Leonard Cohen – I'm Your Man
After my third viewing of Leonard Cohen – I’m Your Man, a documentary about Leonard Cohen and his music, I came home and hit the sack. One of the many songs from the film was circling my synapses. When I awakened, I realized I’d been dreaming, vaguely, about the film.
In my dream there was a cartoon. And in the cartoon there was one tune, and a lot of cars. It seemed like an endless line of cars, at least a thousand. And the tune was Cohen’s, A Thousand Kisses Deep. And then I woke up.
I suspect that this is just the beginning of the movie’s influence on me. I suspect I will now track down Cohen’s poetry and his music and that his work will become a fixture in my aesthetic education, an education I always sense is just beginning, though I’ve been on the planet for a good while now.
I think I understand how I failed to pick up on Leonard Cohen many decades ago. I’ve always had a contrary streak, a built in distrust of icons. I think I eschewed becoming familiar with Cohen’s work for the same reason that I failed to read Sylvia Plath, when she first became famous. I observed my peers going gaga over Plath, knew that I did not share their tastes in many matters, and simply dismissed Plath out of hand, without ever reading her. Stupid me. And it was the same with Leonard Cohen. Too many people liked him. Therefore, in my warped calculations, he couldn’t really be that good. I wonder how many more great figures I’ve dismissed for similar reasons.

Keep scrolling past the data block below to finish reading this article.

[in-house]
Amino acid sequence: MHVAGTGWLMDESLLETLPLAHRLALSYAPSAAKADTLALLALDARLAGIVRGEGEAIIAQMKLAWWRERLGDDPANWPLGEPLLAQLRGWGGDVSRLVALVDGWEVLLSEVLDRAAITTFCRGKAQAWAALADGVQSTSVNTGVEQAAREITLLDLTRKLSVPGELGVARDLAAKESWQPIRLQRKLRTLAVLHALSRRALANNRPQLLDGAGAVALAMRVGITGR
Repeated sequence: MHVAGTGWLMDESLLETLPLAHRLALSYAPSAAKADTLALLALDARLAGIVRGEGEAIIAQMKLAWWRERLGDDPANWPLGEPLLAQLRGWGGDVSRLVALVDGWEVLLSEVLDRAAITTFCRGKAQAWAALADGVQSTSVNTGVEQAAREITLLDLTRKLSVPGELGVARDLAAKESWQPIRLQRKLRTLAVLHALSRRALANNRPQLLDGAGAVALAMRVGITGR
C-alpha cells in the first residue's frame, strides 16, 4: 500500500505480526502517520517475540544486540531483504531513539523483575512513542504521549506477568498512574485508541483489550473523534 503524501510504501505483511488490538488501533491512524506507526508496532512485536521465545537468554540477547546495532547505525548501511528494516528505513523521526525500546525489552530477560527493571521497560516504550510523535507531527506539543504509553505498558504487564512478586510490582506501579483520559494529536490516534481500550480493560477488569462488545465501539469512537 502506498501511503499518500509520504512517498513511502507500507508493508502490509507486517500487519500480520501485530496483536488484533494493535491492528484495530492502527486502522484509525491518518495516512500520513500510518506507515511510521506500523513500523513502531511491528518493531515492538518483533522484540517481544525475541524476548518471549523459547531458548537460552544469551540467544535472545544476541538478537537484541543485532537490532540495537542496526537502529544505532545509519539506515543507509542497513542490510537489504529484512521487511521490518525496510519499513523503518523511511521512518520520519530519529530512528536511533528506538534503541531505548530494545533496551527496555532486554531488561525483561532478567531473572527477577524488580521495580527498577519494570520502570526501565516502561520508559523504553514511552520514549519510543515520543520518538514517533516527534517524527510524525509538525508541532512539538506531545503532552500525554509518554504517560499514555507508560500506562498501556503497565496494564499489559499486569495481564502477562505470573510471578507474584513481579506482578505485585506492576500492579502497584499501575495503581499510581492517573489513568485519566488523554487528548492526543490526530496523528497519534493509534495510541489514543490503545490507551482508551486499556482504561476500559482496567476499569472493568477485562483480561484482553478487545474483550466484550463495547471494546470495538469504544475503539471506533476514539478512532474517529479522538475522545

Well, I’ll be forever grateful to Lian Lunson for this documentary and for introducing me, finally, to Leonard Cohen. He is truly an amazing artist. Lunson’s documentary is built around a tribute tour of wonderful musicians, including Kate and Anna McGarrigle, Rufus Wainwright, Martha Wainwright, Nick Cave, Linda Thompson, Teddy Thompson, Perla Betalla, Julie Christensen, and Bono, among others.
Much of the film consists of Cohen’s music performed at the “Came So Far For Beauty” concert at The Sydney Opera House in Australia. Interspersing the music is the Cohen biography, told in old photos, Cohen’s drawings, recordings of poetry readings, and monologues by Cohen, in response to questions from Director Lunson as she visited Cohen at his Los Angeles home over a period of a year or so.
Humility and wit are not usual bedfellows, but Cohen effortlessly marries the two. Listening to him read his introduction to the Chinese translation of Beautiful Losers, is, as they say, worth the price of admission. And his description of a long friendship with Zen Master Roshi is both funny and wise.
I wish I could tell you that Leonard Cohen – I’m Your Man will enjoy a long run. But it won’t. In fact, if you don’t catch it this week, you’ll probably have to wait for it to come out on video. My gratitude goes out to The Nickelodeon Theatre for bringing this infectious film to Santa Cruz. If you like good poetry and terrific music, I urge you not to miss it.
For KUSP’s Film Gang, this is Dennis Morton.